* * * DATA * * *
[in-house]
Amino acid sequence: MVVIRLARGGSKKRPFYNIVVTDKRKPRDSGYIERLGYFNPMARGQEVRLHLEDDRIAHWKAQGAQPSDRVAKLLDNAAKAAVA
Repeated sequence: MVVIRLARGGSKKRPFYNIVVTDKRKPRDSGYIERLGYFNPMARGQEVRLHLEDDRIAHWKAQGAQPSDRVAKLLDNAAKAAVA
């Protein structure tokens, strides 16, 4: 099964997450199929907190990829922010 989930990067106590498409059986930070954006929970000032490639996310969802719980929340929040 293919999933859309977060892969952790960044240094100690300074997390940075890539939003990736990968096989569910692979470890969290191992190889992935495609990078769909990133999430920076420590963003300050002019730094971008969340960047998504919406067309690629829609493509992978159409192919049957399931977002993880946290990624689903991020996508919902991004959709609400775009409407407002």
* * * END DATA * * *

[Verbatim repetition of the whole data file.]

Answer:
[in-house]
Amino acid sequence: MVVIRLARGGSKKRPFYNIVVTDKRKPRDSGYIERLGYFNPMARGQEVRLHLEDDRIAHWKAQGAQPSDRVAKLLDNAAKAAVA
Repeated sequence: MVVIRLARGGSKKRPFYNIVVTDKRKPRDSGYIERLGYFNPMARGQEVRLHLEDDRIAHWKAQGAQPSDRVAKLLDNAAKAAVA
């Protein structure tokens, strides 16, 4: 099964997450199929907190990829922010 989930990067106590498409059986930070954006929970000032490639996310969802719980929340929040 293919999933859309977060892969952790960044240094100690300074997390940075890539939003990736990968096989569910692979470890969290191992190889992935495609990078769909990133999430920076420590963003300050002019730094971008969340960047998504919406067309690629829609493509992978159409192919049957399931977002993880946290990624689903991020996508919902991004959709609400775009409407407002």